Joplin. Yes, there is despair. But there is also hope.

Today was Joplin day.

Four weeks ago, an EF-5 tornado cut a swath of destruction and despair three-quarters of a mile wide and six miles long.

A week later, I asked you to join me in collecting donations to stock the emergency distribution center at Joplin’s United Hebrew Congregation.

Your donations have poured in — enough to fill an eight-foot long trailer … and to swell my heart beyond measure!

Today, Father’s Day, my husband, sons and I headed down to Joplin with all of your generosity in tow.

Thanks to two dollies … and some very strong helpers (including my 8 and 5 year olds!) … we were able to quickly load up the UHaul and hit the highway.

We arrived at United Hebrew Congregation just before 2 p.m. The distribution center was quiet – a Father’s Day lull, UHC Board Secretary Terry Wheeler told us.

In the shul’s social hall, a dozen tables hosted an eclectic collection of second-hand clothing, shoes, purses… and the world’s largest stack of Harlequin novels.

There were also a handful of personal and baby care items, but most of those supplies had been sorely depleted. “We can’t seem to keep them in stock,” Terry reported.

Our little trailer had arrived just in time!

An hour later, we had unloaded and unpacked six-dozen boxes. Teetering stacks of diapers, first aid supplies, personal care products (and so much more) were ready and waiting.

And if those in need can’t find what they are looking for among the supplies, UHC can now hand them a $10 giftcard to Walmart. (You should have seen Terry’s face when I handed her that impressive stack of $1,800 worth of giftcards – thank you!)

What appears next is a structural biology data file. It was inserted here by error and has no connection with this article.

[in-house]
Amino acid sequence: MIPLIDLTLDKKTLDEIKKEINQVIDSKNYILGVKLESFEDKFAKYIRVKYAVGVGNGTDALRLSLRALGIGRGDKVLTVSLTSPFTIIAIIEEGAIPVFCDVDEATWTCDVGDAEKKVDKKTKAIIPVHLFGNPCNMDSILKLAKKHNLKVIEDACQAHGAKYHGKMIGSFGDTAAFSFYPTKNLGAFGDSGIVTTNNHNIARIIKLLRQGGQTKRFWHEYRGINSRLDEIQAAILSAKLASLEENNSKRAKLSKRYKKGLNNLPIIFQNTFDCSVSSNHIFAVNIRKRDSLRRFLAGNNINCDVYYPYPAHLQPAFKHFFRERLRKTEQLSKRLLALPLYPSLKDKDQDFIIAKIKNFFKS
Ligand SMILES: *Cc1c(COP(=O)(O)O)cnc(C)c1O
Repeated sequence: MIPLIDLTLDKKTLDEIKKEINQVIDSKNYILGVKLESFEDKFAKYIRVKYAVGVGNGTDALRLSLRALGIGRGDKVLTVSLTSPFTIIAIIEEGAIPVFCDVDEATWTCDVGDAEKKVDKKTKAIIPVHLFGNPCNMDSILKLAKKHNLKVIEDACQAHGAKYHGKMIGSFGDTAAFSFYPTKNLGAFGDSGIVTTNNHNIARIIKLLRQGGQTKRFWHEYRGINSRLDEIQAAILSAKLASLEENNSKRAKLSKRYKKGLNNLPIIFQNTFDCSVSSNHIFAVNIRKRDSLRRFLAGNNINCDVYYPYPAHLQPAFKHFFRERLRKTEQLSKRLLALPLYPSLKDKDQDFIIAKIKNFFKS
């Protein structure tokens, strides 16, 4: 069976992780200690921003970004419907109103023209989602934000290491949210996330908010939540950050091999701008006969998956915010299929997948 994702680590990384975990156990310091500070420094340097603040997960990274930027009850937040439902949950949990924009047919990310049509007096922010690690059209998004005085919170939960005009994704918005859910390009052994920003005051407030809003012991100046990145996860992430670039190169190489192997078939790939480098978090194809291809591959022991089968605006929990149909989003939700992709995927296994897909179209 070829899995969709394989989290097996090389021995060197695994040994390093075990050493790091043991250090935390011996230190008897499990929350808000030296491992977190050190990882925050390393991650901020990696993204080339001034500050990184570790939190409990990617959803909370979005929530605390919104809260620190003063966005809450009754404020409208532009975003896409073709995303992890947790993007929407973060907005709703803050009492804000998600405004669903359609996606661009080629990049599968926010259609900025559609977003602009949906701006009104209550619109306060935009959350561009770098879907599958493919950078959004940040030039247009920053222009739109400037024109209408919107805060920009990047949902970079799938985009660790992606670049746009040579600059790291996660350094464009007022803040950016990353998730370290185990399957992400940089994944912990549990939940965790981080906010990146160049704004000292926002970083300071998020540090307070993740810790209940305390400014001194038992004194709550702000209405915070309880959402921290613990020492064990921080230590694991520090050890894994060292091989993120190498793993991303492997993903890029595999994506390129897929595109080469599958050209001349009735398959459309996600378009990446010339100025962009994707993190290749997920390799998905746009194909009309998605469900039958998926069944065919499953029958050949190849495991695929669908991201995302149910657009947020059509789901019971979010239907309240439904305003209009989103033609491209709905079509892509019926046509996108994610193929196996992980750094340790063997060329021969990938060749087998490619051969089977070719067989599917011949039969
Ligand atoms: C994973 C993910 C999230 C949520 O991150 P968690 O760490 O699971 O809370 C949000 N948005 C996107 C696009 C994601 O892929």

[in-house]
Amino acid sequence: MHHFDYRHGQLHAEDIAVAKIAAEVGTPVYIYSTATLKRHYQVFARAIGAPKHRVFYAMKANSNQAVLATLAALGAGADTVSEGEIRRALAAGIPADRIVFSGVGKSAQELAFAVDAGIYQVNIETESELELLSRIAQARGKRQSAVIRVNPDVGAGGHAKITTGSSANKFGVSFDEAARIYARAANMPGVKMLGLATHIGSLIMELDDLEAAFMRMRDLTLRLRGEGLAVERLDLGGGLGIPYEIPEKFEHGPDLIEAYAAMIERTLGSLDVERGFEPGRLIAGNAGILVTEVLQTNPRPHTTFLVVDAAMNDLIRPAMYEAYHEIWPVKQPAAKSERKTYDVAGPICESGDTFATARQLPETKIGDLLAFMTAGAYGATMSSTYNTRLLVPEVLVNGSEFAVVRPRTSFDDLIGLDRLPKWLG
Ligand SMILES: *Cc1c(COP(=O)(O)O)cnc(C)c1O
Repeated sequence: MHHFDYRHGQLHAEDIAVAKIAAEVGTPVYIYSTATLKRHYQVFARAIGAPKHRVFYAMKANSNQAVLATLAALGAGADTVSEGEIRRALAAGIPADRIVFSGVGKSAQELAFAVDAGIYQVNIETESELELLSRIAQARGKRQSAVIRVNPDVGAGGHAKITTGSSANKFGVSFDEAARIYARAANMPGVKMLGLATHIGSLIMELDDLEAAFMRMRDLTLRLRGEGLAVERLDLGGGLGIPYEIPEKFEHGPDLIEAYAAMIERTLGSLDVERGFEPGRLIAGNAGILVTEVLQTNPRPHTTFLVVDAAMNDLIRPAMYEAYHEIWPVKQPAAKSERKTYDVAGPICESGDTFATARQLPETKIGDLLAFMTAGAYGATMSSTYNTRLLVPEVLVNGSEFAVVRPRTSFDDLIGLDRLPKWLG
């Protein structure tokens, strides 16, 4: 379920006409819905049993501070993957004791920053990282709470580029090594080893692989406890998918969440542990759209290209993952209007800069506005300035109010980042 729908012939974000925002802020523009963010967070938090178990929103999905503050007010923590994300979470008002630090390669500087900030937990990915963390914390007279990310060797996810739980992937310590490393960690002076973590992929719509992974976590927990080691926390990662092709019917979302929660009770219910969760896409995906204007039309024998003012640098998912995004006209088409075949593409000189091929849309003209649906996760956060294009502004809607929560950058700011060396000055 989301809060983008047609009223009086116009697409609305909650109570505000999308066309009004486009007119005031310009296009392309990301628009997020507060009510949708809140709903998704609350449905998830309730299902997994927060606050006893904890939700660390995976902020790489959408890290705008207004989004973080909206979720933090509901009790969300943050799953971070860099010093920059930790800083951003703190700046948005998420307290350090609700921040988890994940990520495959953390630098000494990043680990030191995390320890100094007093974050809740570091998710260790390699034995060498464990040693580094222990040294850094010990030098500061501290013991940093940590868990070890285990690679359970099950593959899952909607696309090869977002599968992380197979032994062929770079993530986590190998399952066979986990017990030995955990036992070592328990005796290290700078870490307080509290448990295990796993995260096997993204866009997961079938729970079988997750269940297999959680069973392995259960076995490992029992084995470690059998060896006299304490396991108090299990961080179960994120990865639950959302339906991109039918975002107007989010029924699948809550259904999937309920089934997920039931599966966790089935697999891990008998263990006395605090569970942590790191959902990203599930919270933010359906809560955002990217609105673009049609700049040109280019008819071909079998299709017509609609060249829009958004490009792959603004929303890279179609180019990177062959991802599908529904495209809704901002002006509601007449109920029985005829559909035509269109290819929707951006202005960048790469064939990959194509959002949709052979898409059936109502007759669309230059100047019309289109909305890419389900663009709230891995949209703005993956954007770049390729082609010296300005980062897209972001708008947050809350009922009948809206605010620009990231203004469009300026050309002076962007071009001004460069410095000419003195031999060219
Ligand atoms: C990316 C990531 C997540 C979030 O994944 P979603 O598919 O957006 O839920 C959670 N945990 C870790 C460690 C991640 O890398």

The Temple’s distribution center has been open since the tornado struck four weeks ago. The first ten days, people poured in off the streets, Terry’s husband told us. But traffic has slowed, Terry explained, since most of the homeless are now sleeping in emergency shelters or staying with friends.

Demand will pick up again in a few weeks, she predicted, when the emergency shelters close and people have to find more permanent housing solutions.

Yes, there is so much despair, and with years to go until Joplin can be fully rebuilt, it appears unending.

But, there is also hope. Thanks to the generosity of friends and strangers, it even seems to be meted out in (nearly) equal measure.


After we helped the Wheelers unpack all of the KOAB donations, we enjoyed a quick tour of Joplin’s gorgeous, 100-year old plus synagogue. Isn’t it stunning?

I loved these stained glass windows.

… and the view from the balcony.


We said goodbye to our new friends and climbed back into the van to tour Joplin’s hardest hit area.

It seems like such a cliché to say “words can not describe”, but truly, words can.not describe.


That is the single word that kept trailing through my thoughts.

Our boys marveled. And recoiled. And then, after street after street after street of utter desolation and destruction, they asked if we could go home.